This promises to become a classic. Lusseyran, with exquisite language, tells the almost-fairy-tale of how, after being blinded in an accident at the age of eight, he grew to become one of the leaders of the Resistance. The story itself is a cliff-hanger (strangely, since of course he survives), but he also gives a profound portrait of the life of the blind. He could see in ways that we with eyes cannot--he could see colors for people, able to tell instinctively their true character and motives hidden even to the men themselves. His friends would rely on him for direction in life as well as on the streets of Paris. Finally, he survived the worst of the concentration camps--the "special" hospitals for the unfit--and he did so with joy and humor.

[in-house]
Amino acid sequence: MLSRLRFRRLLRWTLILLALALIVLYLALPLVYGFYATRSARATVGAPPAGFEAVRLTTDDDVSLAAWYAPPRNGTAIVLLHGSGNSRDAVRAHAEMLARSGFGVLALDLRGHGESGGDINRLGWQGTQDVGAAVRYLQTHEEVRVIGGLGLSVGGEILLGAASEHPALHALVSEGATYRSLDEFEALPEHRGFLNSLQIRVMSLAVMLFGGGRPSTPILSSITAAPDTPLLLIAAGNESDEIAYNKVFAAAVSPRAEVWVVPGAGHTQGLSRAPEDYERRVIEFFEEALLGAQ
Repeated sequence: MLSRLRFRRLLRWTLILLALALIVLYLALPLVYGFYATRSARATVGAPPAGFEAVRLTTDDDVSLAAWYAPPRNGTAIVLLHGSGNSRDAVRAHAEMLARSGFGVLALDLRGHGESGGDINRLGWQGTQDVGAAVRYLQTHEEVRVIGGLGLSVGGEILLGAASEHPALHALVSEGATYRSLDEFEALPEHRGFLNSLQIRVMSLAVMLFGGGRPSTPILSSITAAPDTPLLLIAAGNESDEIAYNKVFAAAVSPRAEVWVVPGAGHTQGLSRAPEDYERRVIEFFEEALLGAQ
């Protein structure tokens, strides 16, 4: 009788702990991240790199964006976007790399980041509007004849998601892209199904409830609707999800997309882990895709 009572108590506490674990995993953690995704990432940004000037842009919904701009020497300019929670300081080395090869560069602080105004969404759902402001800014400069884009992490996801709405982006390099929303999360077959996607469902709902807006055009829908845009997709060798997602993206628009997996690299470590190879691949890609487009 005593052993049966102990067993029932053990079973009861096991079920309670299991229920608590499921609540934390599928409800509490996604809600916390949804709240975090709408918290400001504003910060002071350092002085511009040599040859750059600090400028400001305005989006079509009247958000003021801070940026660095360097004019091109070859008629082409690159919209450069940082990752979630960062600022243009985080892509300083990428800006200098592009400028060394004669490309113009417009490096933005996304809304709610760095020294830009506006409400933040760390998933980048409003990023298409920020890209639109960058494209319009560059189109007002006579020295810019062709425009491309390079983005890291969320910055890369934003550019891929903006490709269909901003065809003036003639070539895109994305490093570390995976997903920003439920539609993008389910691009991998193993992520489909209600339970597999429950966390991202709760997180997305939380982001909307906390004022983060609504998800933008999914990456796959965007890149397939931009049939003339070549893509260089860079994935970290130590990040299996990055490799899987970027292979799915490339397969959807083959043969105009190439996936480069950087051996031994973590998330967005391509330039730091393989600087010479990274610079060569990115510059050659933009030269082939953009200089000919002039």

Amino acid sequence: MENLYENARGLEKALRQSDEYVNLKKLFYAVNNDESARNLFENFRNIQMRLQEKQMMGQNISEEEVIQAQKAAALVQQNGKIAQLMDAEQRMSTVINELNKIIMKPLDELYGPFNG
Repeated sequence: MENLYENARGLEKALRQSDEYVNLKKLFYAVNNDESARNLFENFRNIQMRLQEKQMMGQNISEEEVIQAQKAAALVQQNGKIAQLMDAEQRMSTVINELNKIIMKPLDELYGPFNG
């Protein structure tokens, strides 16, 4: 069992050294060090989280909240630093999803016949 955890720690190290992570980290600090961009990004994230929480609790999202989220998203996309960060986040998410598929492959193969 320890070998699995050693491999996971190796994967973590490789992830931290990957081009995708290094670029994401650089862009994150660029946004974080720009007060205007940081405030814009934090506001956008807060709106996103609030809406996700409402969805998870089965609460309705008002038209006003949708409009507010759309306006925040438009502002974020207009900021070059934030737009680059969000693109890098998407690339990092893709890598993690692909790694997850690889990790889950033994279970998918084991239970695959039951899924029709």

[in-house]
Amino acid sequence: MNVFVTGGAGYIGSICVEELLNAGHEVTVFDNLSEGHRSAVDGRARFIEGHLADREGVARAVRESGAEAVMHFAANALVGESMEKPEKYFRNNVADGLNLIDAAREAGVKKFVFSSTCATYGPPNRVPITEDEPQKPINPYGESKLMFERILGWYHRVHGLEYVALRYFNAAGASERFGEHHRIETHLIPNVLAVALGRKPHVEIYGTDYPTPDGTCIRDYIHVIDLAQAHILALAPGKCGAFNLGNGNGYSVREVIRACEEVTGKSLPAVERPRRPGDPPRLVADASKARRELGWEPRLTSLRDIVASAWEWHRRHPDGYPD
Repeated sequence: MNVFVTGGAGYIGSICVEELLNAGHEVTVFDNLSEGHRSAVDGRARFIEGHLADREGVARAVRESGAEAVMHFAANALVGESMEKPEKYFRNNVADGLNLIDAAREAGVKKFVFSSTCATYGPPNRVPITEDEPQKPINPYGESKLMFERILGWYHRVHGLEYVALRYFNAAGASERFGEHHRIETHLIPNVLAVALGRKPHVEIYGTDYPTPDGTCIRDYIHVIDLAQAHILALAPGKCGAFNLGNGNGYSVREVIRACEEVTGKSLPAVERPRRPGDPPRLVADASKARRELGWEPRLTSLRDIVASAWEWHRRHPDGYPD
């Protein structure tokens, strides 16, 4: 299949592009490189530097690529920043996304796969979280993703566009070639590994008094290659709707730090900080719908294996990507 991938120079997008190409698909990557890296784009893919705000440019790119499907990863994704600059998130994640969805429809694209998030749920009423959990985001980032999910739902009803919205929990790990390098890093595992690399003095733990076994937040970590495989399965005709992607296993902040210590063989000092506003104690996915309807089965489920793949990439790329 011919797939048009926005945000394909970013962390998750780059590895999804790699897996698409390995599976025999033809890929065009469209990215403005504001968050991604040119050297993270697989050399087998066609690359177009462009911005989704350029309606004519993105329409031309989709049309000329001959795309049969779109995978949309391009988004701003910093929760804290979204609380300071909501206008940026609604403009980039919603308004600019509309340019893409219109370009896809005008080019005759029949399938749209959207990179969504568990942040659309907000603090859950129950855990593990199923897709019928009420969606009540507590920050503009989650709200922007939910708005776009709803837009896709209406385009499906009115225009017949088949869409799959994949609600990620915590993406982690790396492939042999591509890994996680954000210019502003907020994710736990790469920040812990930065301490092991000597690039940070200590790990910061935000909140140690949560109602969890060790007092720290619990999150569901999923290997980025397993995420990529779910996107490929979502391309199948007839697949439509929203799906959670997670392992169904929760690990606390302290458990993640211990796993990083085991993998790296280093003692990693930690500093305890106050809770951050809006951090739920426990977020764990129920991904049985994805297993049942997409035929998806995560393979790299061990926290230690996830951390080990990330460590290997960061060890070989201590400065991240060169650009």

A must-read. I would quote it endlessly, but I already returned it to its owner.